Remembering Millie THANKSGIVING TIMELINE VIDEO Robert Himmerich y Valen Cocina recipts Education Award
Verdad y Orgullo - Truth and Pride

I hope some day to see a real history of the United States; a history not written in a closet, from one-sided affairs, but based on a knowledge of the breadth of our history,..not limited to a narrow strip on the Atlantic seaboard, but that it began in the great Southwest...I hope to see such a history, which will do justice to perhaps the most wonderful pioneers the world has ever produced...When that history is written you will find thrilling matter in the story of New Mexico..."Charles Fletcher Lummis


ORDER PAGE The Pueblo Revolt Massacre 2008AT LAST a concise history of New Mexico. This is a must read for all teachers, high school students, New Mexico residents, and anyone interested in getting a foundation in New Mexico’s history. The respected author and historian Rubén Sálaz Márquez uses seven episodes in New Mexico’s Amerindian and Spanish colonial periods to show how, our history has been massacred by some historians, and how the Hispanic perspective has been hidden. Mr. Sálaz has distilled many years of research into one evening of reading that will hopefully start your New Mexico journey on the Camino Real. Orae Dominguez
ORDER HERE New Mexico a Multi-History


   (Book review by Mark Simmons, PRIME TIME, April, 2001, p. 27)

A friend of mine who socially circulates told me the other day that some of the most avid readers of books on New Mexico history and culture are newcomers, those who have moved here within the last two years.  One moment's thought convinced me her assessment was probably true.  Old-timers often tend to take our history for granted, while recent arrivals, captivated by it, may plunge into a heavy reading program.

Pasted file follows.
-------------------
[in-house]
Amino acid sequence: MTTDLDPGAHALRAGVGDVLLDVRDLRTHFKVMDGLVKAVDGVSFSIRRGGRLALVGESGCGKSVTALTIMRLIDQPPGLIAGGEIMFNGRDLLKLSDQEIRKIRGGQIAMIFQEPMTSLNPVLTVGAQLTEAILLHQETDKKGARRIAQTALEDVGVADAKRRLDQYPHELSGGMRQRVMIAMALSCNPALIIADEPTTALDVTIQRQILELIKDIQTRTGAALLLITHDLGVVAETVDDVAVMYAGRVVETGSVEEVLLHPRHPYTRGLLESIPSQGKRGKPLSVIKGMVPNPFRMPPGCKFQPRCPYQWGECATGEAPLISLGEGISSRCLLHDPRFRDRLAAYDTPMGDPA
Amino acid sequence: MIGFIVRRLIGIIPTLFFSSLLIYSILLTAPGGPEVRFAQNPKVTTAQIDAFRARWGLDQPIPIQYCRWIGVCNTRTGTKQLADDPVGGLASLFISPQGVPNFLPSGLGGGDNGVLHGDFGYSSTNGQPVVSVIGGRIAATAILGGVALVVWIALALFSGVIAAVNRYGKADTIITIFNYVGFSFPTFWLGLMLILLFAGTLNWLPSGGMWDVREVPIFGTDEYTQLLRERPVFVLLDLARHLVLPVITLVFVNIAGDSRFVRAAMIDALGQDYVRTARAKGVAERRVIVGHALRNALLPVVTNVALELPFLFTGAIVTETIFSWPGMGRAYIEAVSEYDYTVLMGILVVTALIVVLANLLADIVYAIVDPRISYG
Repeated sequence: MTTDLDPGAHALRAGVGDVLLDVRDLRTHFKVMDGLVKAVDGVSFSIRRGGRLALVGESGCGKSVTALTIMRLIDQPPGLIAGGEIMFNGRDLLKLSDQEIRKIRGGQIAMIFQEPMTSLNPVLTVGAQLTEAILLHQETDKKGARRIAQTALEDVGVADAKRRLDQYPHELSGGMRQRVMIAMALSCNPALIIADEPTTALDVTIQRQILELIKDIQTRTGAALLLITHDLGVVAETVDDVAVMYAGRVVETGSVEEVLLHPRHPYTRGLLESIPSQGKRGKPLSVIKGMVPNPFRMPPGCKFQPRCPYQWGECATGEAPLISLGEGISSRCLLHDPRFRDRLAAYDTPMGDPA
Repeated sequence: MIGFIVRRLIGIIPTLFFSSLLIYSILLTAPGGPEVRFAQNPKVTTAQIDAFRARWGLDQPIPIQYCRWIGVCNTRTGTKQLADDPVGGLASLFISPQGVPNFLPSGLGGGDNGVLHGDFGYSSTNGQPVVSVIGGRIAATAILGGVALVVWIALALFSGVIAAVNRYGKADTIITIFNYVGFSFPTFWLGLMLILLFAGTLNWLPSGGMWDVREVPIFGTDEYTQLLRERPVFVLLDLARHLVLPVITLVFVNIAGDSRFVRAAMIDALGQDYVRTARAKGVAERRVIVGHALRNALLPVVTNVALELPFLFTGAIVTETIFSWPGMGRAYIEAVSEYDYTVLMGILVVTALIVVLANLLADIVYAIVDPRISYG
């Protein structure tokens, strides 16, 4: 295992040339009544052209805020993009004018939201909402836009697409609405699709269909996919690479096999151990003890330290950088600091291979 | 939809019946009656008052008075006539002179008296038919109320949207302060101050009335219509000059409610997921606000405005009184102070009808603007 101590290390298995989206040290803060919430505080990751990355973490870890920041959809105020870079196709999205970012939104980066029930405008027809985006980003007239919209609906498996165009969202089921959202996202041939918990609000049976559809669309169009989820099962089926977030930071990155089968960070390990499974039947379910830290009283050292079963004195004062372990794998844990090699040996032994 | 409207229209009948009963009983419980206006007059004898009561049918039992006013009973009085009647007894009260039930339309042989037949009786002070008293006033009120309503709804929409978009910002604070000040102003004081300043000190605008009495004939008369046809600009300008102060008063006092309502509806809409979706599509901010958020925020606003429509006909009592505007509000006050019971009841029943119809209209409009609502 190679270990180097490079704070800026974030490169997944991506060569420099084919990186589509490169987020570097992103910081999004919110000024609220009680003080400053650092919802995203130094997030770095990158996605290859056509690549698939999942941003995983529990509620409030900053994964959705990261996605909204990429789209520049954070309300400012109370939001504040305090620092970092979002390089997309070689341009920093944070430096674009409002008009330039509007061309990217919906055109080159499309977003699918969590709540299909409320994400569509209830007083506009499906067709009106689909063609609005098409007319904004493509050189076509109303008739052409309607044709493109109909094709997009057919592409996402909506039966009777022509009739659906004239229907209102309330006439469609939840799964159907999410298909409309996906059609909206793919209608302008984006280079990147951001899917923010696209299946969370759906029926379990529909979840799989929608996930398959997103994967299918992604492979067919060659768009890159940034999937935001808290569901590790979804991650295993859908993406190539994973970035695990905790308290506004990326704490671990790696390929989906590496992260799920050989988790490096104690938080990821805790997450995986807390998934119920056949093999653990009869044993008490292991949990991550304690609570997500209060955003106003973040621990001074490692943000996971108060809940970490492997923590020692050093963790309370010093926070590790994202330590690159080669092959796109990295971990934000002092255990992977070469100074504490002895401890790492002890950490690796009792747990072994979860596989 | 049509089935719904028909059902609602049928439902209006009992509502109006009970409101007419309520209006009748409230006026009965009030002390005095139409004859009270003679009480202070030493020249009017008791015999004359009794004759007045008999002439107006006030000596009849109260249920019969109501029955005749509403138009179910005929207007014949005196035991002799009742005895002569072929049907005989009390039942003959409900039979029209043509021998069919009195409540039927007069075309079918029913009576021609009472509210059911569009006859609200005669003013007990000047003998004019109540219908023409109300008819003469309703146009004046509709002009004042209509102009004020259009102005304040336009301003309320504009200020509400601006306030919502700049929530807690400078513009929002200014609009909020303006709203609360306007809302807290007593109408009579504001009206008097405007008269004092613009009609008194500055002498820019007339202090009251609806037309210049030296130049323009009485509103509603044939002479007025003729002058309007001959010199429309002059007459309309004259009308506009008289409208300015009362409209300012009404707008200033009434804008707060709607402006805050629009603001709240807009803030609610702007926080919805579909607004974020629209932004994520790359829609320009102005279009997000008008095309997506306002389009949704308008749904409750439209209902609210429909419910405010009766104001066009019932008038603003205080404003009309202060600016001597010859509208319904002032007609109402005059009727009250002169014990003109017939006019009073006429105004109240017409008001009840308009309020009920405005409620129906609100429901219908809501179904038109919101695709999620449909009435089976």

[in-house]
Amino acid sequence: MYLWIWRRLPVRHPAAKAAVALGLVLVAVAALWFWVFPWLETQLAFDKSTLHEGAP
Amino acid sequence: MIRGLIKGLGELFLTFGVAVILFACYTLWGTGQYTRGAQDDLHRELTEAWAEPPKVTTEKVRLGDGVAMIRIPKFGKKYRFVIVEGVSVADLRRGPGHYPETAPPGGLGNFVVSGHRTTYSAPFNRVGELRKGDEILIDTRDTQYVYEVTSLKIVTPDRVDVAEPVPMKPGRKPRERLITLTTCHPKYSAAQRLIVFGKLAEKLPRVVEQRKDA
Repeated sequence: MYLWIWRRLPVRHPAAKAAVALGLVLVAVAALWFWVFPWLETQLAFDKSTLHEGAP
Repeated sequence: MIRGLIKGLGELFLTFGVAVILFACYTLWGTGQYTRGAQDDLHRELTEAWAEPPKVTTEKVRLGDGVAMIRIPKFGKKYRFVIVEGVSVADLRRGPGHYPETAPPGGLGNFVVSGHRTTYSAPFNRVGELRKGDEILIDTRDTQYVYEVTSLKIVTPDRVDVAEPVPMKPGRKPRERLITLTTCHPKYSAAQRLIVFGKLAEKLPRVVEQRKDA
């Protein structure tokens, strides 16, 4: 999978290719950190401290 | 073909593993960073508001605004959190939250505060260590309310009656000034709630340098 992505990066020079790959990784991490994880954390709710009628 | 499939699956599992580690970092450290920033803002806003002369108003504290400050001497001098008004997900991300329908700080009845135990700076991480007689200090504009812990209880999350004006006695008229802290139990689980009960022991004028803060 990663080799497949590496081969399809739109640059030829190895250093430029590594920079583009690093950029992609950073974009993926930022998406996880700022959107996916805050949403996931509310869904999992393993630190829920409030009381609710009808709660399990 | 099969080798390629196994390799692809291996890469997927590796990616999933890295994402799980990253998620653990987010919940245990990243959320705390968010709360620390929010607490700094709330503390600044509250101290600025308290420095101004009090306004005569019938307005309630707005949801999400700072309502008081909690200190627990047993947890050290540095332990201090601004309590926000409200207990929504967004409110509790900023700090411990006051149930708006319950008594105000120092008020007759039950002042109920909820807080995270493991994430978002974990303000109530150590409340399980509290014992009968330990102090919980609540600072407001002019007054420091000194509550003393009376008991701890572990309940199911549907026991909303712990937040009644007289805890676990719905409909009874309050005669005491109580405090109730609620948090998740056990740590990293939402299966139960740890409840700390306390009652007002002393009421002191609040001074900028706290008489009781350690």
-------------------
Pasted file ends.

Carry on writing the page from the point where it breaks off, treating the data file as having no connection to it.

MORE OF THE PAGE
My own library of books on the subject was begun more than 50 years ago and I continue to add it to it.  At minimum every literate New Mexican ought to own a handful of basic volumes on the state.  I'm thinking of ready reference works that the average person will return to again and again.  A good candidate for this basic list, one which I can heartily recommended, is Rubén Sálaz Márquez recent release New Mexico:  A Brief Multi-History, self published by the author under the imprint of Cosmic House.

This is truly an amazing book, "monumental" one reviewer described it.  I would classify it as "encyclopedic in scope," containing a wealth of New Mexico history.  Essentially, the 675-page volume is a chronological outline of events, graced with numerous biographical profiles and heavily illustrated.  It also includes a running timeline that ties in happenings outside a New Mexico.  Sálaz Márquez tells me that after his retirement from 33 years of public-school teaching he decided to "learn the computer" at the urging of his sons.  As an exercise in learning he assembled his
MULTI-HISTORY.  "The actual writing took five years," he says, "but without the computer I probably would have needed another five.”  Anyone who has a particle of interest in our state's past will find his book a pleasure to browse through and difficult to put down.  On almost every page I discovered some  revelation that was new to me.  Do you know who the Gorras Blancas (White Caps) were? What secret role did merchant James Magoffin play in the 1846 conquest of New Mexico? How did  land grant fraud redirect the course of our history? What is a punche?

Behind the answers to such questions lie fascinating stories.  The superb index allows readers to locate almost any topic or proper name connected to local history.  Whether a lifelong resident or a recent arrival, thoughtful New Mexicans ought to consider adding this engaging and valuable book to their bedside tables.  It is available in many area bookstores.

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